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Just wanna say "hi" and tell a bit about my last "big" tile job.

Discuss Just wanna say "hi" and tell a bit about my last "big" tile job. in the Canada Tile Advice area at TilersForums.com.

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dek1000

I just wanted to stop by and say "hello" from the other side of the pond, currently living in the Washington, DC, area. I'm a DIYer, and I just finished redoing COMPLETELY the master bathroom of my home. Wow, the things I learn the hard way and can only pray that I'll be able to use or share that hard-learned knowledge some other time. I did the walls with white subway tiles (3"x6") and the floor with 1 foot square sheets of white 2x2” tiles with 1x1” black tiles at the intersections. It's what we call here a 3/4 bath: toilet, sink, and shower (no tub). The shower is quite roomy, about 4 x 2.5 feet. I tiled above where the showerhead comes out of the wall. The shower floor and the main floor are all the same small tiles.

The original shower pan (lead metal sheet in the middle) failed, so it all had to come out, all several inches of cement. And the original tiles were set into concrete applied to metal lath, meaning a wall thickness of over an inch. LOTS of heavy waste to dispose of. I also tiled halfway up the wall with the toilet and sink. I created two alcoves in the shower, and I used the traditional method of creating the pan: presloped cement, 40 mil rubber membrane, and another inch of cement, all sloping to the (split) drain. Added black “rope” tile around the three walls. Put in a curb, too. And what really slowed me down was my hemming and hawing over what grout to use at the end. I wanted to do polyurethane, but it has a one week cure time and has slight shrinkage. But I really wanted to use epoxy grout as it does not stain, and it doesn’t let water pase the tile to that membrane. But I read forum after forum articles about it and tried to ignore the negative comments.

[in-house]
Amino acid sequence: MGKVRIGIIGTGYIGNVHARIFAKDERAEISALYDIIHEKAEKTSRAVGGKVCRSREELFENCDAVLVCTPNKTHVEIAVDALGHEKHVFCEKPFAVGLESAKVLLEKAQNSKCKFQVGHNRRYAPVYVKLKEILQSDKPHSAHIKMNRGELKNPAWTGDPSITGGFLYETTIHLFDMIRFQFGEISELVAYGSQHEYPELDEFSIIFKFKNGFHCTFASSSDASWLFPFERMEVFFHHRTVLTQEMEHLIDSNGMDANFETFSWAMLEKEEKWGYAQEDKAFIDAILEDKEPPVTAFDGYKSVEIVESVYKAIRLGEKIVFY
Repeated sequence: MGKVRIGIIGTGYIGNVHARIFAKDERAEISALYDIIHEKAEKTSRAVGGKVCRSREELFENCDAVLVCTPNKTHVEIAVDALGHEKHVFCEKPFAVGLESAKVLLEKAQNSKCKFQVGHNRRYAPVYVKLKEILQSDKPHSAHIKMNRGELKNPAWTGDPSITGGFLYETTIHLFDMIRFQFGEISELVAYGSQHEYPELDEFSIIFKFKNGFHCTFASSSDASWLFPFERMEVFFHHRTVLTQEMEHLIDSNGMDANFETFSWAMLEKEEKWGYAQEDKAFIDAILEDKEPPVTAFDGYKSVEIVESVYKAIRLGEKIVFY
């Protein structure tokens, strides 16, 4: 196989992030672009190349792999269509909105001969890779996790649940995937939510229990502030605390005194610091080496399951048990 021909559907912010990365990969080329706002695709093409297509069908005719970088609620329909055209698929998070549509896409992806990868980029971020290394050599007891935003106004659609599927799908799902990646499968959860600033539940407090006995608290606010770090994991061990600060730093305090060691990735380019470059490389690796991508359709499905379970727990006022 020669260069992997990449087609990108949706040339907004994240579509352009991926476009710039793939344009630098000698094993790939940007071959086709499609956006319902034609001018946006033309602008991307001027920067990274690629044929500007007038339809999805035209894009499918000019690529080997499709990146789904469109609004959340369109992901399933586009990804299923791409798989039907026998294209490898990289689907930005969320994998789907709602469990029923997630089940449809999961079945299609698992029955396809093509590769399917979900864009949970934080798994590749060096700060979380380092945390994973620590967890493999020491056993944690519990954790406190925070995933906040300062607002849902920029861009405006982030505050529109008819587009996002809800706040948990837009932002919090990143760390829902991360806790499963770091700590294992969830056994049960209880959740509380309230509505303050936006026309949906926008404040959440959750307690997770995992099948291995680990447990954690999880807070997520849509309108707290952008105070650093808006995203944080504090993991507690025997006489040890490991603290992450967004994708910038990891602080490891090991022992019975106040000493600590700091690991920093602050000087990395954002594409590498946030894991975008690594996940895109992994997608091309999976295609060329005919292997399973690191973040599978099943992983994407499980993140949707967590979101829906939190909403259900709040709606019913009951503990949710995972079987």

Well, I used it, and I love it. The only trick to it is the final removal of the excess grout off the tiles after removing the bulk of it with grout sponges and water that contains a few drops of Dawn dishwashing detergent per gallon. What was missing from so many forums is the very last trick: use a well-worn and washed towel (one that has given up most of their lint yet aren’t a tattered mess) and buff the tiles dry with this. And expect to get rid of the towels afterwards, as they will be ruined, turning into stiff pieces of cloth. No sticky mess left on the tiles, and they will dry without a haze.

I found a small amount of tackiness in my last batch of grout on the tiles, but I had not done as I just suggested. The good news is that the tackiness hardens and doesn’t stay tacky forever. It hardens like any epoxy would. The bad news is that if it is still visible on the face of the tile, you’ll need to buff it off with a car-type buffer, using care not to discolor the grout between the tiles. But with the epoxy component essentially clear, it only shows in reflected light. I’m real happy with the final result. I’ll never do such a large job with small tiles, however, as it is exhausting, difficult to stay on-line, and is used up a lot of grout. At $40+ per small bucket of grout, it’s a major investment, but this is hardly the time to get cheap. Standard grouts stain, and they eventually leaks, leaving you to pray that the membrane and split drain works. However, I was even more cautious: I used Red Guard over ALL of the surfaces about to be tiled. No way would water penetrate the tile job I just finished. Yeah, that’s expensive, too, but when you consider what it would have cost to have a pro do the job, and - worse - find out later that the pro didn’t do every step correctly, it was money well spent. I could go on and on about this job, but it’s done, and I’m happy.:hurray:

I didn't mean for this to be a tutorial on epoxy grouting, but if it's of interest and use to anyone, then that's all that matters.

Happy Holidays,
David
 
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